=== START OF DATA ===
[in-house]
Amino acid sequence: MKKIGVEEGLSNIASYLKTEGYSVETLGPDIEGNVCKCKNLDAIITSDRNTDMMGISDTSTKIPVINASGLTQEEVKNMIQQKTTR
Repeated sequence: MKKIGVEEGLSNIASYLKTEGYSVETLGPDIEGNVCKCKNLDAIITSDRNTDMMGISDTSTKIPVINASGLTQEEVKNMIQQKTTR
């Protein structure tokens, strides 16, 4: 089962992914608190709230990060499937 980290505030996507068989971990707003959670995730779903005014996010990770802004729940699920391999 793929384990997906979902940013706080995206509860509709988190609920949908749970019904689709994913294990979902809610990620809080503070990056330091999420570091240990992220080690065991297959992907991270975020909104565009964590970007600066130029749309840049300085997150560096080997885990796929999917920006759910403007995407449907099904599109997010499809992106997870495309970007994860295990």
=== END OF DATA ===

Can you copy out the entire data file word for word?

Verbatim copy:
[in-house]
Amino acid sequence: MKKIGVEEGLSNIASYLKTEGYSVETLGPDIEGNVCKCKNLDAIITSDRNTDMMGISDTSTKIPVINASGLTQEEVKNMIQQKTTR
Repeated sequence: MKKIGVEEGLSNIASYLKTEGYSVETLGPDIEGNVCKCKNLDAIITSDRNTDMMGISDTSTKIPVINASGLTQEEVKNMIQQKTTR
């Protein structure tokens, strides 16, 4: 089962992914608190709230990060499937 980290505030996507068989971990707003959670995730779903005014996010990770802004729940699920391999 793929384990997906979902940013706080995206509860509709988190609920949908749970019904689709994913294990979902809610990620809080503070990056330091999420570091240990992220080690065991297959992907991270975020909104565009964590970007600066130029749309840049300085997150560096080997885990796929999917920006759910403007995407449907099904599109997010499809992106997870495309970007994860295990």